Capitol Hill Briefing and Webinar: Study Evaluates Water Quality Monitoring in Lake Erie Basin

When: July 14, 2015, 10 AM
Where: Capitol Visitor Center, SVC-209
Elin Betanzo, Northeast-Midwest Institute
Michael Goff, Northeast-Midwest Institute
Lana Pollack, International Joint Commission
Larry Antosch, Ohio Farm Bureau
Honorary Sponsor: Sen. Sherrod Brown of Ohio

RSVP: Danielle Chesky,

Following the release of the Northeast-Midwest Institute’s study on water quality monitoring in the Lake Erie drainage basin, the Institute will host a Capitol Hill briefing on July 14 to provide an overview of the study’s findings and recommendations for improving water quality monitoring. Given recent announcements by the States of Ohio and Michigan and the Province of Ontario to reduce nutrient inputs by 40%, efficient, effective, and coordinated monitoring will be essential for evaluating management practices to improve the health of Lake Erie.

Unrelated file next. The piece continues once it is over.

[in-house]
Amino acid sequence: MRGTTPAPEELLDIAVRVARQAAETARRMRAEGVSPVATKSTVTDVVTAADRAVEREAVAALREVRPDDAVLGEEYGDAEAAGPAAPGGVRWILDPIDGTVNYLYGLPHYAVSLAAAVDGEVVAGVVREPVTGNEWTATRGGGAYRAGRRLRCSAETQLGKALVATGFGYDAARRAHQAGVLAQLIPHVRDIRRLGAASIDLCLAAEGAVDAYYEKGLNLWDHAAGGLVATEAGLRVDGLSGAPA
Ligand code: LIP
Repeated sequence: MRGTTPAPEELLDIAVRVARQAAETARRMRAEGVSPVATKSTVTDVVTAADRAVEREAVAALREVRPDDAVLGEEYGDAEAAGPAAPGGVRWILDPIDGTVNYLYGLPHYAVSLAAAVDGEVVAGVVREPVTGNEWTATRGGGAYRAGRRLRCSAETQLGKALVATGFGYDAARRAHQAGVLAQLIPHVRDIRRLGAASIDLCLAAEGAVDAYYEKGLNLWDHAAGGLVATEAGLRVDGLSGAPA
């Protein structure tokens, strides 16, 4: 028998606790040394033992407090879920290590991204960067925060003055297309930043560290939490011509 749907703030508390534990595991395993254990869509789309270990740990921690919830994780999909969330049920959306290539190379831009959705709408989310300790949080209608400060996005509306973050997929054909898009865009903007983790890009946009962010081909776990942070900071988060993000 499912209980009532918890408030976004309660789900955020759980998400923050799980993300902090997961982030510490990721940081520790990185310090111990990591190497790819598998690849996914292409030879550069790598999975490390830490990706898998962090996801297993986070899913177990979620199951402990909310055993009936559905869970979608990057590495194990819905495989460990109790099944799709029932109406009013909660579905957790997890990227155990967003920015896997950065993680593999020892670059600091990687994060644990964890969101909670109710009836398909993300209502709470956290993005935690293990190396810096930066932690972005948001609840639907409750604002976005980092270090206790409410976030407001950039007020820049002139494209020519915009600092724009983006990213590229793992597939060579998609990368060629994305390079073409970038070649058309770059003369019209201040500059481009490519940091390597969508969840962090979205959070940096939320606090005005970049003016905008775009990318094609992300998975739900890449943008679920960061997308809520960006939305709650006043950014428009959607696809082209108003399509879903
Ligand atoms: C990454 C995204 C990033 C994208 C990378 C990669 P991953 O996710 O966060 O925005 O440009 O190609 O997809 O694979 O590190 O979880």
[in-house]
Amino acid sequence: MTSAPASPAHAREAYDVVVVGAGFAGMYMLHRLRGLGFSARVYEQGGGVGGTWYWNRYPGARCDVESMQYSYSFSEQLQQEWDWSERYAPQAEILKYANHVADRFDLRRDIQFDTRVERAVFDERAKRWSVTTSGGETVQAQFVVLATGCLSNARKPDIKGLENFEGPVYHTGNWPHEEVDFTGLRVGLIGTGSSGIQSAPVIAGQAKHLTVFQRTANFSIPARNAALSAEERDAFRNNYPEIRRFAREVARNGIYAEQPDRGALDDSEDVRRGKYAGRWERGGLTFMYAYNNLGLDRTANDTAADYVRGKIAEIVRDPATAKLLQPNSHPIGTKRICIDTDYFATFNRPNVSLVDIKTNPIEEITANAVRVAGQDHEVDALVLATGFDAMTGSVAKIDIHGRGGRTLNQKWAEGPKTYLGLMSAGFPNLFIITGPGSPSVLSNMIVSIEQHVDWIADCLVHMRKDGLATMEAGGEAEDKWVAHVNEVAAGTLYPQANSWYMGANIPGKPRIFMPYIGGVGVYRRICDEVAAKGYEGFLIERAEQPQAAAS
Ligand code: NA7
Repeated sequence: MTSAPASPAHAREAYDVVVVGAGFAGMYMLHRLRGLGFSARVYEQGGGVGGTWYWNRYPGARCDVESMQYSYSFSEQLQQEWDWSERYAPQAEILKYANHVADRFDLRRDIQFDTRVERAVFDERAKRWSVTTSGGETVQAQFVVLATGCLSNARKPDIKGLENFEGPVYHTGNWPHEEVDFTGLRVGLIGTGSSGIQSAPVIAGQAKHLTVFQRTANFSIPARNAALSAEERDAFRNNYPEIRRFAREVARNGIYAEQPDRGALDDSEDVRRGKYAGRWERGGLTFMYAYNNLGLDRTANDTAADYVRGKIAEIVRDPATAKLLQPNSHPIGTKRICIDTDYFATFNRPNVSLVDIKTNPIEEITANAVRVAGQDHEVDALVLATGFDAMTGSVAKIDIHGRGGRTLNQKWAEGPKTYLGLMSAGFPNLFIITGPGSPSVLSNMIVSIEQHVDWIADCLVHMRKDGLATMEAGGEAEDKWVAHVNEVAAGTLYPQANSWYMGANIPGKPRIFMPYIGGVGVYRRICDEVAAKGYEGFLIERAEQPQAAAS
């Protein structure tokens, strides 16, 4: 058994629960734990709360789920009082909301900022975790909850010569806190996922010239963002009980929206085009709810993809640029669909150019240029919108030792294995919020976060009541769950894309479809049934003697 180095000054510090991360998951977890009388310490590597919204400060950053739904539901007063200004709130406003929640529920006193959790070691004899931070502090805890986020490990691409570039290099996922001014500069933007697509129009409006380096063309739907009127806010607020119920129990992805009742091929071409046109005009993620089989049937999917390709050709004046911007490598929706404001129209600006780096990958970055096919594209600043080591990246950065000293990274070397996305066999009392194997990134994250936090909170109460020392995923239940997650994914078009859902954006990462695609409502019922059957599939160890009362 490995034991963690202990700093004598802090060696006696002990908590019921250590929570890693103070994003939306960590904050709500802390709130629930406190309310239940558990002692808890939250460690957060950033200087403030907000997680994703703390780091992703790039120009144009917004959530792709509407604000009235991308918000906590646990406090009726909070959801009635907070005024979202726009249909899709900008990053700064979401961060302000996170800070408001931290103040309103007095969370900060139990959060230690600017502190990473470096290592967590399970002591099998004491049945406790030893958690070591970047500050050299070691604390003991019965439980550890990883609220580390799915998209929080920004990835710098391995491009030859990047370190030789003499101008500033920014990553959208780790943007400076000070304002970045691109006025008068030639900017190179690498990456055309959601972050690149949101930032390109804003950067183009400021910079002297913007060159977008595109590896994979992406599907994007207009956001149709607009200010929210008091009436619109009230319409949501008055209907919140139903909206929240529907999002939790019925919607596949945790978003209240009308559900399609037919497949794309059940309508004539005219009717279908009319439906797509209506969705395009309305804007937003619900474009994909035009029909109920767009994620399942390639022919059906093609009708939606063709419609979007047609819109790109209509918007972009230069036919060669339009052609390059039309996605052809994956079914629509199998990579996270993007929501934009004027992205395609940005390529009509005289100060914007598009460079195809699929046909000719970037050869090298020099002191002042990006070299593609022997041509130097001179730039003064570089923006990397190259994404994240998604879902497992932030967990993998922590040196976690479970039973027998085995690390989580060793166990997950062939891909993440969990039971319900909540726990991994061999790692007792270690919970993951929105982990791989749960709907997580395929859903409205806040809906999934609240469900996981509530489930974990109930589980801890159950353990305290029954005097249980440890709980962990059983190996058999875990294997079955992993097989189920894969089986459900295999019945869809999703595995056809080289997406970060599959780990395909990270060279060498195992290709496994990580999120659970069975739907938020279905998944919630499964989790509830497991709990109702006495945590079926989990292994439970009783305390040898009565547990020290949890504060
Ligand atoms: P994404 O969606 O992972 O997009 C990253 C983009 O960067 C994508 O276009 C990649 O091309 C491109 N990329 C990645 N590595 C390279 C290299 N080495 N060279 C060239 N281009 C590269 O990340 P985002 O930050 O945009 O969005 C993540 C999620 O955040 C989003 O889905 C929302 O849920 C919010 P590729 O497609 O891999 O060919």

Record harmful algal blooms driven by nutrient loadings to Lake Erie have affected water quality, fish populations, tourism and the economy across the entire Lake Erie region for the past several years, including the 2014 bloom that restricted drinking water for 400,000 Toledo-area (Ohio) residents. Agriculture is the dominant land use in the western Lake Erie drainage basin where nonpoint nutrient sources account for 71 percent of the nutrient load to Lake Erie (Ohio Lake Erie Phosphorus Task Force, 2010). Consequently, agricultural management practices are among the most important tools for reducing nutrient loads that lead to harmful algal blooms in Lake Erie. The Northeast-Midwest Institute evaluated whether current water quality monitoring in the Lake Erie drainage basin is adequate to measure the effectiveness of agricultural management practices for improving the health of Lake Erie. The study results will be presented at the briefing, including recommendations for monitoring and coordination moving forward.